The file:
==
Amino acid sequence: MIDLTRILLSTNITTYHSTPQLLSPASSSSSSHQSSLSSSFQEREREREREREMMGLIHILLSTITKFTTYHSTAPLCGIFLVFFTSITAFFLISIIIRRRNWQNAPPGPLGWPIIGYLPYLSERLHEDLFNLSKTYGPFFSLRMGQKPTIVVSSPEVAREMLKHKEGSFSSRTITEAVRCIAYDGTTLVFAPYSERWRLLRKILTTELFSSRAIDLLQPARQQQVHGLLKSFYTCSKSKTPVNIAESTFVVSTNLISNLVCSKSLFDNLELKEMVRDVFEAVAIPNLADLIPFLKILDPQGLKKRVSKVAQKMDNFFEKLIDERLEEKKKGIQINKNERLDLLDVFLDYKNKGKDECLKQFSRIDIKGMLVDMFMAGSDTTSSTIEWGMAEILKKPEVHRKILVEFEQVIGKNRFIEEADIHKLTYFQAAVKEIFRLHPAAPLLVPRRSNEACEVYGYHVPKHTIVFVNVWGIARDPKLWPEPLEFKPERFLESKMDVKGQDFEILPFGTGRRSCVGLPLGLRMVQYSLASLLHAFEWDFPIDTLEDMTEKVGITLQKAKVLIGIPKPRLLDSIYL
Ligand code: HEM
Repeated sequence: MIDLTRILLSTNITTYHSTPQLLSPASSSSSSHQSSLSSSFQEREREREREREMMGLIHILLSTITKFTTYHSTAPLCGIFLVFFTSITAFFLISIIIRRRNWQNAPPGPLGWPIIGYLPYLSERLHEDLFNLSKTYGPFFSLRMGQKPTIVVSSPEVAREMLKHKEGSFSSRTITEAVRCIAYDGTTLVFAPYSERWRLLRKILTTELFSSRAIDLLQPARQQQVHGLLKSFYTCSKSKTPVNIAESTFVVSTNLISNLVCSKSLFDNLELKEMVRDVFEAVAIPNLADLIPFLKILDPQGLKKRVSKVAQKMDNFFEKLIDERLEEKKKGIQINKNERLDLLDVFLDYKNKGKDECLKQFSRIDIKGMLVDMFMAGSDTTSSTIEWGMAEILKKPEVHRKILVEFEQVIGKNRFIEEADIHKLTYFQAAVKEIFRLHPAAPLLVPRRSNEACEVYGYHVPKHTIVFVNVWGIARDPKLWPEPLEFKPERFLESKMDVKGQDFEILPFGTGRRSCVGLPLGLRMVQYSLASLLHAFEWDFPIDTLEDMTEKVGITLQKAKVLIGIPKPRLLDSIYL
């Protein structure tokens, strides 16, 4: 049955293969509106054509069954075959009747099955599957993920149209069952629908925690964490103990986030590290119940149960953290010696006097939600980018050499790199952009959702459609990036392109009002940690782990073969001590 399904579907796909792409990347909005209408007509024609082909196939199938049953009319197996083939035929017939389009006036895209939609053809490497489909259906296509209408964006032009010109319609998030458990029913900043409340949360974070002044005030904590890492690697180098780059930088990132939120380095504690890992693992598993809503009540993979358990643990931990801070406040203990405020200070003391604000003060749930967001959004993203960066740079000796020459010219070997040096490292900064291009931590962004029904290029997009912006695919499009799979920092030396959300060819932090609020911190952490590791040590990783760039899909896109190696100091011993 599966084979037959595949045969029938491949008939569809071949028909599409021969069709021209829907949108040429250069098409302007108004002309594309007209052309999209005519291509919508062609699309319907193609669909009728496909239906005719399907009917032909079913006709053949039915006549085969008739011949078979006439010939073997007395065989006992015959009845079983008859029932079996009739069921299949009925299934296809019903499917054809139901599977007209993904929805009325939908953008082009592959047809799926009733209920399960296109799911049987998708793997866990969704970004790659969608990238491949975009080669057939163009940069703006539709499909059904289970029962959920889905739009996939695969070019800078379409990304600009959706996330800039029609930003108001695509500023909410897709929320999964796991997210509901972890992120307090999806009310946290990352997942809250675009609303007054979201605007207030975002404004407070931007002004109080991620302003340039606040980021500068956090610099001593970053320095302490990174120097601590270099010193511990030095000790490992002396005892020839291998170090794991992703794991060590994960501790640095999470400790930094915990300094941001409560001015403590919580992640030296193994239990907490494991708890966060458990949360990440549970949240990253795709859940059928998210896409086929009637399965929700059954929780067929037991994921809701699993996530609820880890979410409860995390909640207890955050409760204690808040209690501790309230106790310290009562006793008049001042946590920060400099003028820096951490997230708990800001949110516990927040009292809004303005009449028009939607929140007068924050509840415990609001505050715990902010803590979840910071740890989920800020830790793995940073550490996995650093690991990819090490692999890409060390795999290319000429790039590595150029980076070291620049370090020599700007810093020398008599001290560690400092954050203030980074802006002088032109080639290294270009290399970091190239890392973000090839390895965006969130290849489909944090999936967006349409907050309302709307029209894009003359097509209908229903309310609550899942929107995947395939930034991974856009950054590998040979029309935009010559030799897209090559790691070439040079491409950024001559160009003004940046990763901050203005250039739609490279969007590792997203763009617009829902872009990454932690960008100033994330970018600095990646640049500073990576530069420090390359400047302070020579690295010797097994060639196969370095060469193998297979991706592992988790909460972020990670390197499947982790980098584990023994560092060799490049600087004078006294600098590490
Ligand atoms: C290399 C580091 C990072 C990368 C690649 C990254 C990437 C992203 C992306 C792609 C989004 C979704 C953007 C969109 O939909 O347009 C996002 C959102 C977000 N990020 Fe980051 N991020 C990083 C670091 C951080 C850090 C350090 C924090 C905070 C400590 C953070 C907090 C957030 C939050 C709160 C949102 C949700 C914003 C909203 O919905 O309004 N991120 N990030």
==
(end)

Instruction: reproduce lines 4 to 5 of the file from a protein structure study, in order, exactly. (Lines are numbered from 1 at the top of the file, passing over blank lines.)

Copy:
């Protein structure tokens, strides 16, 4: 049955293969509106054509069954075959009747099955599957993920149209069952629908925690964490103990986030590290119940149960953290010696006097939600980018050499790199952009959702459609990036392109009002940690782990073969001590 399904579907796909792409990347909005209408007509024609082909196939199938049953009319197996083939035929017939389009006036895209939609053809490497489909259906296509209408964006032009010109319609998030458990029913900043409340949360974070002044005030904590890492690697180098780059930088990132939120380095504690890992693992598993809503009540993979358990643990931990801070406040203990405020200070003391604000003060749930967001959004993203960066740079000796020459010219070997040096490292900064291009931590962004029904290029997009912006695919499009799979920092030396959300060819932090609020911190952490590791040590990783760039899909896109190696100091011993 599966084979037959595949045969029938491949008939569809071949028909599409021969069709021209829907949108040429250069098409302007108004002309594309007209052309999209005519291509919508062609699309319907193609669909009728496909239906005719399907009917032909079913006709053949039915006549085969008739011949078979006439010939073997007395065989006992015959009845079983008859029932079996009739069921299949009925299934296809019903499917054809139901599977007209993904929805009325939908953008082009592959047809799926009733209920399960296109799911049987998708793997866990969704970004790659969608990238491949975009080669057939163009940069703006539709499909059904289970029962959920889905739009996939695969070019800078379409990304600009959706996330800039029609930003108001695509500023909410897709929320999964796991997210509901972890992120307090999806009310946290990352997942809250675009609303007054979201605007207030975002404004407070931007002004109080991620302003340039606040980021500068956090610099001593970053320095302490990174120097601590270099010193511990030095000790490992002396005892020839291998170090794991992703794991060590994960501790640095999470400790930094915990300094941001409560001015403590919580992640030296193994239990907490494991708890966060458990949360990440549970949240990253795709859940059928998210896409086929009637399965929700059954929780067929037991994921809701699993996530609820880890979410409860995390909640207890955050409760204690808040209690501790309230106790310290009562006793008049001042946590920060400099003028820096951490997230708990800001949110516990927040009292809004303005009449028009939607929140007068924050509840415990609001505050715990902010803590979840910071740890989920800020830790793995940073550490996995650093690991990819090490692999890409060390795999290319000429790039590595150029980076070291620049370090020599700007810093020398008599001290560690400092954050203030980074802006002088032109080639290294270009290399970091190239890392973000090839390895965006969130290849489909944090999936967006349409907050309302709307029209894009003359097509209908229903309310609550899942929107995947395939930034991974856009950054590998040979029309935009010559030799897209090559790691070439040079491409950024001559160009003004940046990763901050203005250039739609490279969007590792997203763009617009829902872009990454932690960008100033994330970018600095990646640049500073990576530069420090390359400047302070020579690295010797097994060639196969370095060469193998297979991706592992988790909460972020990670390197499947982790980098584990023994560092060799490049600087004078006294600098590490
Ligand atoms: C290399 C580091 C990072 C990368 C690649 C990254 C990437 C992203 C992306 C792609 C989004 C979704 C953007 C969109 O939909 O347009 C996002 C959102 C977000 N990020 Fe980051 N991020 C990083 C670091 C951080 C850090 C350090 C924090 C905070 C400590 C953070 C907090 C957030 C939050 C709160 C949102 C949700 C914003 C909203 O919905 O309004 N991120 N990030």